Acquired Immune Deficiency Syndrome (AIDS)
A disorder in which the immune system is gradually weakened and eventually disabled by the human immunodeficiency virus (HIV).
A conflict situation in which a choice must be made between two attractive goals.
A conflict situation in which a choice must be made about whether to pursue a single goal that has both attractive and unattractive aspects
Learning that has occurred when an organism engages in a response that prevents aversive stimulation from occurring.
A model of illness that holds that physical illness is caused by a complex interaction of biological, psychological, and sociocultural factors.
Unrealistically pessimistic appraisals of stress that exaggerate the magnitude of one's problems.
Threatening events that have a relatively long duration and no readily apparent time limit.
A state that occurs when two or more incompatible motivations or behavioral impulses compete for expression.
Largely unconscious reactions that protect a person from unpleasant emotions such as anxiety and guilt.
A physiological reaction to threat in which the autonomic nervous system mobilizes the organism for attacking (fight) or fleeing (flight) an enemy.
The feeling that people experience in any situation in which their pursuit of some goal is thwarted.
General Adaptation Syndrome
Selye's model of the body's stress response, consisting of three stages: alarm, resistance, and exhaustion.
The subfield of psychology concerned with how psychosocial factors relate to the promotion and maintenance of health and with the causation, prevention, and treatment of illness.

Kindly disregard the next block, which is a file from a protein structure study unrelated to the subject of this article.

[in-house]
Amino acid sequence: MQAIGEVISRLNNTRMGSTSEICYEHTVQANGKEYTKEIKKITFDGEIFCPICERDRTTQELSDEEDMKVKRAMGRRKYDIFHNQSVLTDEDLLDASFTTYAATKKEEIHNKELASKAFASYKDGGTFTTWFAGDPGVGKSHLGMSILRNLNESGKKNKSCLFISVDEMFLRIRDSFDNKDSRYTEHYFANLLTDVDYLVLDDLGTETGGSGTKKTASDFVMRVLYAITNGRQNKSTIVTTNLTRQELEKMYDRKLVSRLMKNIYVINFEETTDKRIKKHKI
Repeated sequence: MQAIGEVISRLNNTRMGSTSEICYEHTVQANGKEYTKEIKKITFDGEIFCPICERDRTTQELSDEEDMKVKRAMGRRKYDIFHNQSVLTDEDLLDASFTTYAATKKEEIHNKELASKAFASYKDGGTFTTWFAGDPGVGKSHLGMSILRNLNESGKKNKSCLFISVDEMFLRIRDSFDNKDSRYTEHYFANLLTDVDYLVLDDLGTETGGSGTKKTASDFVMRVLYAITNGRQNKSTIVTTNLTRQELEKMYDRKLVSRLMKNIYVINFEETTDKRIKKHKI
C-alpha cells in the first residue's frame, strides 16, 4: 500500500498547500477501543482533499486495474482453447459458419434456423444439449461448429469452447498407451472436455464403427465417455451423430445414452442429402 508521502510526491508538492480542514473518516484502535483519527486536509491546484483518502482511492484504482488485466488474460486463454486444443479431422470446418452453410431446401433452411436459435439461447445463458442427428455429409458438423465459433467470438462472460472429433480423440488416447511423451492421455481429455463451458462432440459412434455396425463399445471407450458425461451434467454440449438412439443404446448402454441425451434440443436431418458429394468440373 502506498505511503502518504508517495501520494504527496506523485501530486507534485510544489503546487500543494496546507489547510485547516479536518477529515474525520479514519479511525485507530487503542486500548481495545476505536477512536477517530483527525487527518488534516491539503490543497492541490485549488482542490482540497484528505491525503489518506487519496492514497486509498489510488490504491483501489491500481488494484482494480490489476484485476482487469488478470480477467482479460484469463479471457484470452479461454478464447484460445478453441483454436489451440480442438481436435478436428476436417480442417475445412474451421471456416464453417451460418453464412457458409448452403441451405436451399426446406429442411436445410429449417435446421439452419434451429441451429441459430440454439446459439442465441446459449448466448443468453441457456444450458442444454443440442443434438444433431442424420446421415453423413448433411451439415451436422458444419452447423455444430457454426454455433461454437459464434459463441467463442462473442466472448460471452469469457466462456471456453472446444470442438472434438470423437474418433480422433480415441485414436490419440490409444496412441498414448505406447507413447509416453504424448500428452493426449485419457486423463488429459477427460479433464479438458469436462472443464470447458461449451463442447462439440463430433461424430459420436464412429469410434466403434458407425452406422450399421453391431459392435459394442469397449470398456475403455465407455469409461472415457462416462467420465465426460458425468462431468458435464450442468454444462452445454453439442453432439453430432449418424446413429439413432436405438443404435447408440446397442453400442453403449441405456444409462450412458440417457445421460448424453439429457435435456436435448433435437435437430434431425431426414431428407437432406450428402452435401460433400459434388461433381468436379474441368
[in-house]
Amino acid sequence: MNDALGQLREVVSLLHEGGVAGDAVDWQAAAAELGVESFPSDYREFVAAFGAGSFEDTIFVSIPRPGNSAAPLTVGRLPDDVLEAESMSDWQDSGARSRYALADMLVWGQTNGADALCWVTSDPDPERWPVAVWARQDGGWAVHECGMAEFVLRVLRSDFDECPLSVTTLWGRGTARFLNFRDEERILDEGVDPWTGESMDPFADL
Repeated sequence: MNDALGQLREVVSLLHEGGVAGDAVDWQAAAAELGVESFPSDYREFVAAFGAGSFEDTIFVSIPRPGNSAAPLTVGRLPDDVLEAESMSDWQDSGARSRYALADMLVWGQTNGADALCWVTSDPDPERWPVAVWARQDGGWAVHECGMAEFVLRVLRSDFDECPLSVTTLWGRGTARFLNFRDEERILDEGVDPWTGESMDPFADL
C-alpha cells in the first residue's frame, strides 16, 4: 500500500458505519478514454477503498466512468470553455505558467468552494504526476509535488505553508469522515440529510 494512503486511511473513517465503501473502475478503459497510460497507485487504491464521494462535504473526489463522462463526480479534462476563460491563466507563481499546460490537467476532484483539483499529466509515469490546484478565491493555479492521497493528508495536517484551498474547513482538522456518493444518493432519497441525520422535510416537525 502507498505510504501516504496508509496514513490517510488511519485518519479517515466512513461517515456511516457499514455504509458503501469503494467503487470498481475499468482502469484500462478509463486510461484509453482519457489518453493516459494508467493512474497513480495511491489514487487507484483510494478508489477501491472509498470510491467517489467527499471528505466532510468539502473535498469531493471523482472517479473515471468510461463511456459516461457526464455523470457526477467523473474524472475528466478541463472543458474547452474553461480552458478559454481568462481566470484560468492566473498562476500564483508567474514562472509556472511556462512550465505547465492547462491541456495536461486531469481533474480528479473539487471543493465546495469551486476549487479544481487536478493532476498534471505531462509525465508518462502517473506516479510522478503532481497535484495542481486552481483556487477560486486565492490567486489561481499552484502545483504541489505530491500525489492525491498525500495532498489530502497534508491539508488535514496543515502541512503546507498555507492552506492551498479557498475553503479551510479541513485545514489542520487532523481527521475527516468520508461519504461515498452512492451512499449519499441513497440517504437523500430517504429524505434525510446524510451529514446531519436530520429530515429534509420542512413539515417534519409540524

The body's defensive reaction to invasion by bacteria, viral agents, or other foreign substances.
Spending an inordinate amount of time on the Internet and being unable to control online use.
Physical ailments with a genuine organic basis that are caused in part by psychological factors, especially emotional distress.
An approach to therapy that focuses on altering clients' patterns of irrational thinking to reduce maladaptive emotions and behavior.
Any circumstances that threaten or are perceived to threaten one's well-being and that thereby tax one's coping abilities.
Type A Personality
Personality characterized by (1) a strong competitive orientation, (2) impatience and time urgency, and (3) anger and hostility.
Type B Personality
Personality characterized by relatively relaxed, patient, easygoing, amicable behavior.
developed the Hassle scale measuring the everyday hassles and stress and its significance.
formulated an influential theory of stress reactions called the general adaptation syndrome.
identified the tendency to become highly self-critical in response to stress as "catastrophic thinking" and also noted many tendencies related to it.
Shelley Taylor and Jonathon Brown
suggested that "positive illusions" may be adaptive for mental health (referring to defense mechanisms)
Christopher Peterson and Martin Seligman
studied how people explain bad events and identified pessimistic and optimistic explanatory styles and their differences.
Meyer Friedman and Ray Rosenman
discovered a connection between coronary risk and Type A Personality